Ransomware was already becoming a higher priority before the WannaCry epidemic of last week, but it's clear that it has now made the shift from nuisance to serious threat.
Ransomware has been an irritation for more than a decade, but only in the last few years has it become a real problem. In the early days the victims were mostly home users, who had unwisely clicked on an a bogus attachment in an email and found their PC locked and their files and family photos encrypted. In the last couple of years, however, the focus has turned to businesses, who have more PCs and more data to compromise -- and deeper pockets to pay the ransom.
But now the UK's National Cyber Security Centre has described WannaCry as a "global coordinated ransomware attack" on thousands of private and public sector organisations across dozens of countries, showing how ransomware has taken another big step -- becoming a threat to nations and not just businesses.
What makes ransomware so effective is that it targets what's really important: data, be it a family's wedding photos or a company's invoices. It might lack finesse -- the malware simply encrypts anything it can find -- but it's brutally effective.
This evolution has not gone unnoticed: both the head of the US Cyber Command Admiral Michael Rogers and US Director of National Intelligence Dan Coats mentioned the risks of ransomware in recent testimony to US senate committees. But neither will have expected such immediate confirmation as the WannaCry epidemic, which went global last week.
Rogers warned that over the last year the US has seen increased use of ransomware against individuals and businesses. While this is usually seen as a standard police issue, or for the FBI to deal with, Rogers said ransomware was something that could become a military concern.
"Criminal actors become a military concern when malicious state cyber actors pose as cyber criminals, or when cyber criminals support state efforts in cyberspace. This means that we take notice when cybercriminals employ tactics, techniques and procedures used by state adversaries," he said (PDF).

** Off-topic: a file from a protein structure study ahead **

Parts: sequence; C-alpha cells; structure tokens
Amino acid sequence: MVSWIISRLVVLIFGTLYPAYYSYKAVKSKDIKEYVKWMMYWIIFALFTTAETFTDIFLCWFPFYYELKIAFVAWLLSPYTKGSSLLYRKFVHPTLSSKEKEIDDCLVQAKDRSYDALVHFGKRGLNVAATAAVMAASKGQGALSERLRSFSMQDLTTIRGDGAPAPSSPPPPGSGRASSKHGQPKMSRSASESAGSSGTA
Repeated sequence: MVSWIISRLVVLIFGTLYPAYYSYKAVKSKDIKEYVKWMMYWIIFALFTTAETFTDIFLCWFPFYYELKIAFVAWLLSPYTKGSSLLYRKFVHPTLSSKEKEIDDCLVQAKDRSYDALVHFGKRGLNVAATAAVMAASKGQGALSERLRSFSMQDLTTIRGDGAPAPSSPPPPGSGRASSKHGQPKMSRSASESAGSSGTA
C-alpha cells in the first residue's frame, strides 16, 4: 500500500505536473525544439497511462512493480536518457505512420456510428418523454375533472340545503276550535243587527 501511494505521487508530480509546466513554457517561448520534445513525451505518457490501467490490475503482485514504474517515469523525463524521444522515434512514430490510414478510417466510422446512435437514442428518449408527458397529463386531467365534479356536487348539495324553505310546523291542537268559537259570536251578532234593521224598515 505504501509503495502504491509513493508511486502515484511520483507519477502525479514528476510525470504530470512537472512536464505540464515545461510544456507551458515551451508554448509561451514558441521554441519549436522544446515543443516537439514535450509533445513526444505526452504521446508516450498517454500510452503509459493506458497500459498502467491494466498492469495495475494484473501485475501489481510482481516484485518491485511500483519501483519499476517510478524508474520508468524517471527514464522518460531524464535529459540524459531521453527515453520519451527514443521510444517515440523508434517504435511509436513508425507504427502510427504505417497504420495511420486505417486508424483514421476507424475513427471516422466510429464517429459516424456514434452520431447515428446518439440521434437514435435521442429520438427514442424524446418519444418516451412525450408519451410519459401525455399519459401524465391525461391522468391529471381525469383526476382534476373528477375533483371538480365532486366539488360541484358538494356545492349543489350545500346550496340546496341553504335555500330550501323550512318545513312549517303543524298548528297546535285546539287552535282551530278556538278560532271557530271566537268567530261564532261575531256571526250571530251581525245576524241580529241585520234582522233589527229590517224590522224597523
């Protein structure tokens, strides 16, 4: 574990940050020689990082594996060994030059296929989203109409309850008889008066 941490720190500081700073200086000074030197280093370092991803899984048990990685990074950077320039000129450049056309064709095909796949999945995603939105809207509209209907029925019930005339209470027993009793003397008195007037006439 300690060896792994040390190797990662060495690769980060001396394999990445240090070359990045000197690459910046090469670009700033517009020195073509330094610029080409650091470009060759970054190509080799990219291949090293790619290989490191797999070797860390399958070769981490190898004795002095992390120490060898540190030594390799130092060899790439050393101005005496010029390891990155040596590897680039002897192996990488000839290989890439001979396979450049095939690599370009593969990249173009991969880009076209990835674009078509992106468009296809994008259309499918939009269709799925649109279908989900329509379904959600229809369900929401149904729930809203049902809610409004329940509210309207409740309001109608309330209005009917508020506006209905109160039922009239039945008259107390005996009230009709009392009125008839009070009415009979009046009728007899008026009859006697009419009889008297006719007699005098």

The WannaCry ransomware was so potent largely because of a software exploit stolen from the NSA -- also, ironically, headed by Rogers. This also reflects the complicated set of factors underlying WannaCry's effectiveness.
The US Intelligence worldwide threat assessment (PDF) presented by Coats to the US senate select committee on intelligence also highlighted that ransomware had become a particularly popular tool of extortion, noting that criminals employing ransomware had turned their focus to the medical sector, "disrupting patient care and undermining public confidence in some medical institutions".
There are over 50 different ransomware variants in circulation and -- as the rise of WannaCry shows -- it's relatively easy to bolt on additional features that can make the malware more powerful. In this case, what made it so effective was the ability for the malware to spread from PC to PC without user intervention.
Some police forces and cybersecurity firms have done a good job of making it easier to foil ransomware -- for example, the No More Ransom initiative hosts a number of tools that can free encrypted data without having to pay a ransom.
But the difficulty of finding and prosecuting those behind ransomware attacks, plus the ease with which they can be assembled, mean that this threat is likely to be with us for the foreseeable future.
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